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The lungs – a still largely unknown organ

Paul Dietl talks around the subject before coming to the point: yes, lung research has a very long tradition. And yes, the breathing mechanism and structure of the lungs have been known for many years. We have also known for quite some time that gases diffuse and are not actively absorbed in the lungs. Are lung researchers now concentrating on the precise details? Nothing could be further from the truth, said the Ulm professor for general physiology, Prof. Paul Dietl: “The most essential aspects are still unclear.”

Prof. Paul Dietl, expert in cellular lung physiology © Paul Dietl

The quantity of research that needs to be done equals the quantity of details known. It is wrong to believe that an understanding of the most important causes of diseases is the inevitable result of sufficient research. Dietl points out that the causes of emphysemas, of what is known as "lung remodelling" and of all chronic lung alterations caused by smoking or harmful substances are still unknown. This is also the case for pulmonary hypertension and some types of lung fibroses.

A basic research-oriented lung researcher such as Dietl is nevertheless a fairly rare beast both in the discipline of general physiology and in his faculty as a whole. Despite the considerable gaps in knowledge, university lung research is underrepresented in German-speaking countries, in contrast to Anglo-American countries. Back when tuberculosis was a matter of public concern in the 19th and 20th centuries, the area of pulmonology was generally dealt with in nursing homes. In Germany, tuberculosis research is generally carried out in the laboratories of pharmaceutical companies.

The lungs are much more important in the clinical field, particularly when it comes to lung diseases and also because of the role the lungs play in cardiac diseases and systemic diseases such as autoimmune diseases. Two clinical research institutions were recently established in Germany, but Dietl still considers that basic research-oriented lung research continues to be underrepresented.

Difficulties and methodological limitations

Moreover, there are a number of methodological limitations associated with lung research. It is still very difficult to enter the ultra fine branches of the lungs, which means that researchers cannot gain detailed insights into the tiny lung branches. Dietl also considers that the development of cellular models, artificial lungs and animal models is quite difficult. All things considered, he believes that the currently available methods are unsuitable for investigating intact lung tissue. He also believes that in many cases, mice are unsuitable models; he believes that pigs could be suitable models, albeit relatively expensive.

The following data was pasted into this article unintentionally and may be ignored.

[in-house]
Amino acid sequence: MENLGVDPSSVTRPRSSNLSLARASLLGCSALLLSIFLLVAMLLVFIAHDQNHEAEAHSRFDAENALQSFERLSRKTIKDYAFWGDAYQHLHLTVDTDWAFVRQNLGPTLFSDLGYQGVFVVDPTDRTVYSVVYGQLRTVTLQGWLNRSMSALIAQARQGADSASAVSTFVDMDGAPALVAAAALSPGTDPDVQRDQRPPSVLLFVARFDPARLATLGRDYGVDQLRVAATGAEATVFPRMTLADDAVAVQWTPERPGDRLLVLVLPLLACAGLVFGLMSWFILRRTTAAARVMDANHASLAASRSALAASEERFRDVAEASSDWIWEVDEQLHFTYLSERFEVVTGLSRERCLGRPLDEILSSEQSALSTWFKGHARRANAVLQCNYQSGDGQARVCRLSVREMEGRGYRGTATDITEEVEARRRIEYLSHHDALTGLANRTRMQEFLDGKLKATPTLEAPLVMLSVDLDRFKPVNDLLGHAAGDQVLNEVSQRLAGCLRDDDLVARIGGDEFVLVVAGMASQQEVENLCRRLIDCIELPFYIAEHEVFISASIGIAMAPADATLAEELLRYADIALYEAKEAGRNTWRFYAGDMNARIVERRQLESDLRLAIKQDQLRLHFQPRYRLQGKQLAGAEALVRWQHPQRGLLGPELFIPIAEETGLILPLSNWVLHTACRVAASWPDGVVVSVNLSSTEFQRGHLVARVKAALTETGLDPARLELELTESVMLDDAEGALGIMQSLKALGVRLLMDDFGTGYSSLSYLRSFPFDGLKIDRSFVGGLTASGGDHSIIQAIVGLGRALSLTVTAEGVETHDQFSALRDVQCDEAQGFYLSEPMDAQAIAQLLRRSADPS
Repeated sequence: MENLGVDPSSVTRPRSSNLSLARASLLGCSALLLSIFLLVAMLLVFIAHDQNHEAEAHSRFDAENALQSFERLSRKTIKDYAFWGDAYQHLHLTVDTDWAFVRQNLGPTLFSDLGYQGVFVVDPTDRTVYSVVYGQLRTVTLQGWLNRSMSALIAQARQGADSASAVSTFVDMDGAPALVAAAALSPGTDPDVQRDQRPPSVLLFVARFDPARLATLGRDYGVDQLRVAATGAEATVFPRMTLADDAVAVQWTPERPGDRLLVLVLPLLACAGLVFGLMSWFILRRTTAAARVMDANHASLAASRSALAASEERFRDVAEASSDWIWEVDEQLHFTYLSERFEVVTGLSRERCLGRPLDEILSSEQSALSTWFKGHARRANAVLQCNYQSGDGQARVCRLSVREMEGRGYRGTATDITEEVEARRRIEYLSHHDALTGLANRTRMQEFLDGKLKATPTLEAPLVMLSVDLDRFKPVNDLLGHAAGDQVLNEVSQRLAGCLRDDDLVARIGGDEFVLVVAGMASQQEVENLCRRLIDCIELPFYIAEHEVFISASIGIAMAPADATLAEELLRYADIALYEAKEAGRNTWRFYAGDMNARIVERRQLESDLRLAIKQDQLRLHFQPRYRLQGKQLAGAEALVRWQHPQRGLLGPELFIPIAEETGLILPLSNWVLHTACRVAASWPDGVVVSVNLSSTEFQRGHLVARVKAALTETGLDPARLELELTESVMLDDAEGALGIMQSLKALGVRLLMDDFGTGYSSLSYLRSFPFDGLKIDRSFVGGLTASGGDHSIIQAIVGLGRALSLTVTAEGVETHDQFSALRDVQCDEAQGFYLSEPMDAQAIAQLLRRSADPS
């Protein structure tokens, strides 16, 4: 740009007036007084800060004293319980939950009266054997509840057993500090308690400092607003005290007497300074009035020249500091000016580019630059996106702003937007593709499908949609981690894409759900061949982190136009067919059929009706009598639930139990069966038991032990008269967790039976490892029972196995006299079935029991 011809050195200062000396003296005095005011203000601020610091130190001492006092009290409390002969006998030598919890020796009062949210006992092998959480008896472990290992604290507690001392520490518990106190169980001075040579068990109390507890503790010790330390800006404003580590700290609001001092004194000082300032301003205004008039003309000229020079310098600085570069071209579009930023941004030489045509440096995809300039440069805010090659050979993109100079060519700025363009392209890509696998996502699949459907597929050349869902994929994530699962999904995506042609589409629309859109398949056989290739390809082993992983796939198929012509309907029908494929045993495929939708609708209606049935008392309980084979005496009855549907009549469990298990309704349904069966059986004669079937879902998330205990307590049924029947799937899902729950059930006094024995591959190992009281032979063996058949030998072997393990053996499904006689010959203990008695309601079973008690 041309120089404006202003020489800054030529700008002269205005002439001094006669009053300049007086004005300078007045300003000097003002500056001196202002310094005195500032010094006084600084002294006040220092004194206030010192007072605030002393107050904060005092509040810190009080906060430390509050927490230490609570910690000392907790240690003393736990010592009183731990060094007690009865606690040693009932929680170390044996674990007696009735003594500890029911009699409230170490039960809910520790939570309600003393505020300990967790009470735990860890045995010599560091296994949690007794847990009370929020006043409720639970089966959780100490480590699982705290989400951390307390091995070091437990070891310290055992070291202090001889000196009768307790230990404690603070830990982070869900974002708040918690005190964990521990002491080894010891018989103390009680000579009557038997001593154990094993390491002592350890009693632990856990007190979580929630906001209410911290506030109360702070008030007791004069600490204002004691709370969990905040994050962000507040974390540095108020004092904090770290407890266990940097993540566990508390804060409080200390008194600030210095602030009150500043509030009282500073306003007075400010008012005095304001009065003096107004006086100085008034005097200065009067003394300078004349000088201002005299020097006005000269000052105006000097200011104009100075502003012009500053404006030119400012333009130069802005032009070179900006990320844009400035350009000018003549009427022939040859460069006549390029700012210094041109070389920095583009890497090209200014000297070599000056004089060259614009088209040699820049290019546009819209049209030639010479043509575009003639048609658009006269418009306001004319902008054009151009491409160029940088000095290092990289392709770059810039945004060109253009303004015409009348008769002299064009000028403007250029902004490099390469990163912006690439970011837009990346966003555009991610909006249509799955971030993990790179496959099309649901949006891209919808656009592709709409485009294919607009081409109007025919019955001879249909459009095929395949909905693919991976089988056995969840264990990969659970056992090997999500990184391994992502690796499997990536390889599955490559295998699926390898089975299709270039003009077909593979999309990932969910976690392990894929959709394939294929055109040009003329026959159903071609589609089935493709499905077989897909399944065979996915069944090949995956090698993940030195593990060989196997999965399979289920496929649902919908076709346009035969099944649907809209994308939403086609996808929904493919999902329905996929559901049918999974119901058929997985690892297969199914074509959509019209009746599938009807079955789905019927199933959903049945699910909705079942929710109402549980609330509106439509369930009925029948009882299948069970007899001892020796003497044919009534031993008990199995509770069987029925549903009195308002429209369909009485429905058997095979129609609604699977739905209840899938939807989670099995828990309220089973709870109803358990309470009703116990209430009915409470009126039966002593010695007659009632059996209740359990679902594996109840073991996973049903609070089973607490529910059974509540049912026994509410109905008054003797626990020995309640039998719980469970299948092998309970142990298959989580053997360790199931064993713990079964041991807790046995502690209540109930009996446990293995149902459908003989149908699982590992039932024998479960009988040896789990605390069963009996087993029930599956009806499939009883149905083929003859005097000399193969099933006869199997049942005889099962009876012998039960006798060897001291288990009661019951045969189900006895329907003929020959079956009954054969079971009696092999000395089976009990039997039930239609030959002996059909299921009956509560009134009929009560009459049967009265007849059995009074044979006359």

If the lung changes its structure, for example due to long-term smoking, this automatically affects the gas exchange. Disorders in the ramifications of the bronchia can only be discerned indirectly, and although they can be diagnosed, it still takes a long time before the disease symptoms become obvious during which time a lot can happen. According to Dietl, the difficulty in accessing the terminal structures of the lungs is one of the major problems in lung research.

“The deeper one delves into the lung, the more obscure it becomes.” The lung researcher from Ulm and his 15-member team hope that their research will shed some light on the basic regulatory mechanisms that still require clarification. “It is important to be aware of what one does not know,” said Dietl highlighting the priority of their research.

Research at the border between air and liquid

A complex biophysical area: the border between air and liquid. An alveole releasing surfactant is shown at the bottom of the picture. © Paul Dietl

Complex protection mechanisms of the lung, whose 500 million alveoles form a huge area of about 140 square meters, keep the alveoles open and ensure that the air flows continually and gases are exchanged. According to Dietl, these interactions between air and liquid are a very complex biophysical area whose underlying mechanisms are still not understood in detail.

For example, it is still not known how the air that we breathe in reaches all 500 million alveoles. It is also not known how the thickness of the mucous membranes that form the inner lining of the lungs to absorb pollutants is regulated. This mucous membrane, which is covered by cilia that sway back and forth, clears harmful substances and dust particles out of the lungs. This protective mucous layer requires a layer of fluid to float on. But it is still not known where this fluid comes from and how its thickness is regulated. So far, all the ideas relating to the origin of this fluid are only assumptions.